Frankenstein Thomas Edison’s Monster Role at the History Museum at the Castle


Historic Sites Partner to Screen Thomas Edison’s “Frankenstein”

The inventor who was first to bring electrification to Appleton also was the first to bring life to Mary Shelley’s fabled monster, Frankenstein.
“Frankenstein: “Thomas Edison’s Monster Role in Film History” presents an evening of early cinematography, special effects and film history in this program co-hosted by the Hearthstone Historic House Museum and the History Museum at the Castle.
The event is slated for Wednesday, October 30 from 6:30-8 p.m. in Ogilvie Hall at the History Museum, 330 E. College Ave., Appleton. Cost is $12.50 for members of Hearthstone or the History Museum, and $15 general admission. Seating is limited so advance registration is recommended. Reservations may be made by calling the History Museum at 920-735-9370 ext. 115, or stopping there during open hours Tuesday through Sunday, 11 a.m. to 4 p.m.
Watch Edison Studios’ 1910 one-reel pioneering film “Frankenstein”, produced by Thomas Edison, as Frank Rippl plays his original musical score on the Museum’s 1926 Austin pipe organ. Hear film historian Dr. Jack Rhodes discuss early cinematic history. Enjoy the presentation of Robin and Joan Rolfs who will portray costumed “Edison jobbers” and display vintage phonograph and kinescope machines. Enjoy wine or soda and time to socialize with friends prior to the program.
The film is J. Searle Dawley’s adaptation of Shelley’s classic tale, with an unlisted cast that included Augustus Phillips as Dr. Frankenstein, Charles Ogle as the Monster, and Mary Fuller as the doctor’s fiancée. Edison is believed to be the film’s producer. It was shot at the Edison Company’s Studios in the Bronx, New York City in three days, and contains what at the time were innovative special effects. For many years, the film was believed to have been lost, although a plot description and still images were discovered to have been published in a March 1910 issue of an Edison film catalog, The Edison Kinetogram.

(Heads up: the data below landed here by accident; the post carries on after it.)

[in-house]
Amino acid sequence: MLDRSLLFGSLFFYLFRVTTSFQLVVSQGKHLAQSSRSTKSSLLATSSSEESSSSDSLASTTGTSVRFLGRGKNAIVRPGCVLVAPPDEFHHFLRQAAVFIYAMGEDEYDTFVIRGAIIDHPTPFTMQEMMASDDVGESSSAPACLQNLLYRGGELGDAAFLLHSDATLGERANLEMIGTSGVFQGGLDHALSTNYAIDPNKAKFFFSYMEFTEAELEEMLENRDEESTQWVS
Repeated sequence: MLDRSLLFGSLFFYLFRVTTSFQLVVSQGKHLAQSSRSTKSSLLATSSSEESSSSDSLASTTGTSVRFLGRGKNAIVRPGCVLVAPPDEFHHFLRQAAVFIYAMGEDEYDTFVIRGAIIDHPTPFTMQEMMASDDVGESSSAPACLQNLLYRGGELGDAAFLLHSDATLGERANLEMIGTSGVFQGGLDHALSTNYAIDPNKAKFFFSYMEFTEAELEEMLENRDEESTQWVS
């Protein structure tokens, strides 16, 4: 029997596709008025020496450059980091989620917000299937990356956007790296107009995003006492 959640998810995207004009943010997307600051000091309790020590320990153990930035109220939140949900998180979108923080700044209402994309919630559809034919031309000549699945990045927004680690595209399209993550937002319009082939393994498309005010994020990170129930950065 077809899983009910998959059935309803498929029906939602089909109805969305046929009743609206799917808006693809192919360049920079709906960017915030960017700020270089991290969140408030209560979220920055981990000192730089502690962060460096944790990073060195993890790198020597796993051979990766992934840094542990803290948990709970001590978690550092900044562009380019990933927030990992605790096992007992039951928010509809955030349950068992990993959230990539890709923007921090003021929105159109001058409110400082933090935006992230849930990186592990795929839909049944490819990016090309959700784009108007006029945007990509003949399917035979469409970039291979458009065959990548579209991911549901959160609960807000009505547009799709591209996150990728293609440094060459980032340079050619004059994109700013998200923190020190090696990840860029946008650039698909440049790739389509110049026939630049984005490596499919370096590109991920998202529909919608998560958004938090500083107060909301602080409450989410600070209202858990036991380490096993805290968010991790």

Rhodes will put the film into context and share his knowledge of cinematic history. Rhodes received his PhD in English Literature from The University of Texas at Austin and later became interested in Communication and Film Studies.  His principal academic assignments were at Colorado College, The University of Utah, and Miami University (Ohio), where he taught the graduate course on Rhetoric of Film for several years.  He also served as Chair of the Department of Communication at Miami and retired in 2002 as Executive Director of Miami’s regional campus in Hamilton, Ohio.  He is the author of three books and several scholarly articles and has recently concentrated his research and lecturing on the rhetoric of film genres. He has taught film study seminars for five summers in Door County at Lawrence University’s Bjorklunden campus.
Joan and Robin Rolfs present talks about vintage talking machines and the famous RCA trademark dog Nipper, and dress for the part in vintage attire. They will introduce the “new” Edison Talking Phonograph as they portray jobbers, traveling promoters of Edison’s new phonograph that was a marvel of the 20th century. They also will display an Edison cylinder phonograph from the 1900s. The Rolfs explain that Edison’s quest was to invent a high-speed camera that could record moving images on a strip of film and then play back the images in a machine called the Kinetoscope. After years of work by his assistant, W.K.L. Dickson, Edison patented his kinetoscope in 1894.
The Rolphs have authored a host of articles on early phonograph machines, gadgets, accessories and advertising. They have authored several books including Phonograph Dolls and Toys, Nipper Collectibles, and Lewis Lueder, Official Photographer to Mr. Thomas A. Edison.
Frank Rippl, a retired Appleton music teacher, each year pens original musical accompaniment for the History Museum’s Silent Film Series. He is a seasoned performer on the Museum’s 1926 Austin pipe organ, housed in Ogilvie Hall on the Museum’s second level.
Reservations for the event are recommended and may be made by contacting the History Museum at (920)735-9370 ext. 115. For further information on the History Museum, visit online at To learn about the Hearthstone Historic House Museum, visit

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There's so much to like about Downtown Appleton. Thanks to its 60+ distinctive shops ... 50+ casual, fine dining and ethnic restaurants... nearly 30 pubs, clubs and live music hot spots ... a leading performing arts center and world-class visual arts gallery ... family-friendly activities and attractions ... a variety of coffee shops and gathering places ... PLUS Northeast Wisconsin's best events, Downtown Appleton is a favorite destination for many -- and it just keeps getting better and better!

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